As EFCC Chairman Vows To Shift Fight Against Corruption To Real Estate
By J.D. EPHRAIM
This is going to be serious. When they steal and put it in real estate, they provide jobs for the poor. Those who steal and do not invest, change those proceeds into dollars and hide the billions in their houses without notice.
Can you remember the case of the serving female minister and the $37 million dollars (I hear when converted it is about N15 billion) If kept in Naira it can be noticed, but the dollars were noticed only when the Bank MD attempted to deposit it into the system.
Please do not touch real estate. That is where the poor feed. Shift your attention somewhere, to the source and block it. Apart from providing jobs, at least the real estate cannot be taken outside Nigeria, it remains here.
The stealing and corruption under Goodluck Jonathan had human face. They bravely and “patriotically” invested such proceeds in the country, thereby providing jobs for the poor. Now, they steal more than before and do not invest in the country for fear of being caught.
The Government said they borrow humongous amounts from China and other international sources of finance, yet you do not see what they do with it, on ground. They hide all the proceeds, make the Naira to depreciate against the foreign currencies, because demand is generally higher than supply. So, the dollar appreciates continuously. The proceeds are then laundered outside the country.
There are no investments inside the country and therefore such proceeds do not help in creating jobs for the poor. People are dying of hunger. Poverty and crime are rising daily. Inflation is rising daily, as well.
A lot of the peasant farmers can no longer go to the farm. Crime seems to be sustained through ransom -kidnapping. Is there anybody with brains in the government? Are there no reputable economists? Government is paying attention on the wrong things (symptoms), and people are in excruciating pains.
The middle class has collapsed. Those that seem to be thriving are people in government because it would seem they know how to steal and hide it. Please EFCC, help the poor. Allow real estate, so long it provides jobs, and concentrate on unearthing those who steal, and covert the proceeds to foreign currencies. Let real estate continue to provide jobs and accommodation.
In reaction to my above, a friend asked whether it was proper for the thieves to go free with their loot, only because such thieves create jobs for the poor? The friend then asked that even if it were so, who can we say then that the poor are working for? For that reason, the friend says all thieves should face the law.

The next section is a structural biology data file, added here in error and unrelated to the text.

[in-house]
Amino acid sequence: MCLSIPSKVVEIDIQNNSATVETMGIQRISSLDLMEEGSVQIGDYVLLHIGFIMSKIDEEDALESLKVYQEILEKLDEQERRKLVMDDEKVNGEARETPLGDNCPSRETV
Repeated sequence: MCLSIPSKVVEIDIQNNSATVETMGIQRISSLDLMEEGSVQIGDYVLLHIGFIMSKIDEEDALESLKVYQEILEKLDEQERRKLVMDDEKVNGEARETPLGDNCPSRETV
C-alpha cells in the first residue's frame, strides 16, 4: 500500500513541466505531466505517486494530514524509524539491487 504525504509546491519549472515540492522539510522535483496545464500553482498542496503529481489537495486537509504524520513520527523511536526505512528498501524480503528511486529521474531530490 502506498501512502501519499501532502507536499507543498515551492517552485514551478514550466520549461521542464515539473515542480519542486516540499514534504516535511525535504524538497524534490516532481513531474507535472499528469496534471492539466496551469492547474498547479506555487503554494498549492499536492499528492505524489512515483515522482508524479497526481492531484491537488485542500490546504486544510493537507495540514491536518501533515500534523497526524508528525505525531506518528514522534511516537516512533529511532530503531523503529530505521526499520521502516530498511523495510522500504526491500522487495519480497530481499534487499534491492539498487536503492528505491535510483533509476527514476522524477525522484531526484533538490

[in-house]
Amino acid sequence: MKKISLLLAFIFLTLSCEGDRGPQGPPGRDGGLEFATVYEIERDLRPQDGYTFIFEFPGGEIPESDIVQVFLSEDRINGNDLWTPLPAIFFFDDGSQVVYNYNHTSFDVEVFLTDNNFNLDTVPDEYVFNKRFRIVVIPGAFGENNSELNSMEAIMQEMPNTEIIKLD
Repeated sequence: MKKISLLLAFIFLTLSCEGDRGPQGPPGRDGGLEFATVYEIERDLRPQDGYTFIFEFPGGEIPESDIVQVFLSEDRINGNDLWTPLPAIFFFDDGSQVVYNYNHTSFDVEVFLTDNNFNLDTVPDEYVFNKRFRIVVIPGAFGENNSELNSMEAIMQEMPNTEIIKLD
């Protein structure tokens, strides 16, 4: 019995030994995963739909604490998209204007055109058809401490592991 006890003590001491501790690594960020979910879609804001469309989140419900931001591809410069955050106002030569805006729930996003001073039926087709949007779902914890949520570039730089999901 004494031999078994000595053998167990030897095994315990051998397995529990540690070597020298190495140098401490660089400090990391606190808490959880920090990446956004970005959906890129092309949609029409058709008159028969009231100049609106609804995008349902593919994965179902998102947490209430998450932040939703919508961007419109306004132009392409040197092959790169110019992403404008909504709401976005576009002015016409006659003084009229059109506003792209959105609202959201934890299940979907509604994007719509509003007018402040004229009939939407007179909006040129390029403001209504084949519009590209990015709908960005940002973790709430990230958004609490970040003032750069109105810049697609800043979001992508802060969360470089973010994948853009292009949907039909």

If everybody is stealing and are not investing in anything at all and the EFCC cannot fish them out, as we trust they will not, then what is the use of unrecovered and hidden money to the economy?
For instance, hear the U-turn they are now making on the serving minister that stole: the allegation was made by EFCC Chairman, and they are now denying having said so, and that it is fake news.
The only difference is that it is alleged that it is a “past female minister” and not a “serving one.” Yet, the words came from him. It means we now have a lost opportunity to recover, yet the real estate sector will still suffer, because of the present attention to it.
I agree that stolen money is stolen money, whether it is ploughed into circulation, or not. I was arguing from the economic standpoint: that money outside circulation is hurtful to the economy. I was not arguing from the moral, and legal standpoint, which says that all stolen money, whether invested or not, is bad or immoral. Of course, it cannot be legal. It is simply illegal.
Cast your mind back to the so- called “Abacha loot”. Money returned seems to have been re-looted. There was no accountability. We also hear of the brickbats between the Accountant-General and the National Assembly. Look at the recoveries within the country; do you know where these funds are today? Nigerians are fundamentally corrupt; I apologise for saying this. Unless there is re-orientation of the psyche of the people, we shall continue to journey in circles, with no progress.
Since we are so, and there is no hope of any change, money kept outside the system and money kept inside the system and invested- either by giving loans by the banks in which they are kept, or invested directly by the culprits, which of them is helpful to the economy and which is harmful?
I will prefer the one that is helpful to the economy, since I am not sure the recovered funds will not be re-looted again . It is a matter of being realistic and not being moral. Of course, I would like all looted funds to be recovered and ploughed into the system. At least they will be available as loans . But looking at what has happened so far, I am not sure such recovered funds will not, or will not be re-looted again.
Now, if they descend on the real estate sector, such investments will go and the recovered funds may be re-looted while both genuine or otherwise investors will be discouraged. Where do the poor stand in this?
When trying to save the poor and vulnerable, you must think deeply, so that you do not multiply the pains of the poor. Certain actions may look foolish, but if they will benefit the masses, for which government exists, it will be good.
The raison d’etre of the State is the creation and promotion of the welfare of the people and preservation of life and property. Government is neither a limited liability company, nor is it blind law- enforcement agents. They are for the welfare of the people. But that does not mean that those who brazenly steal should be allowed to go free with the loot without facing consequences.
Unfortunately, this seems to be the case today. I may be right, I may be wrong, but I hold that the law should be evenly and equally applied, having the welfare of most of the people in mind, especially the poor.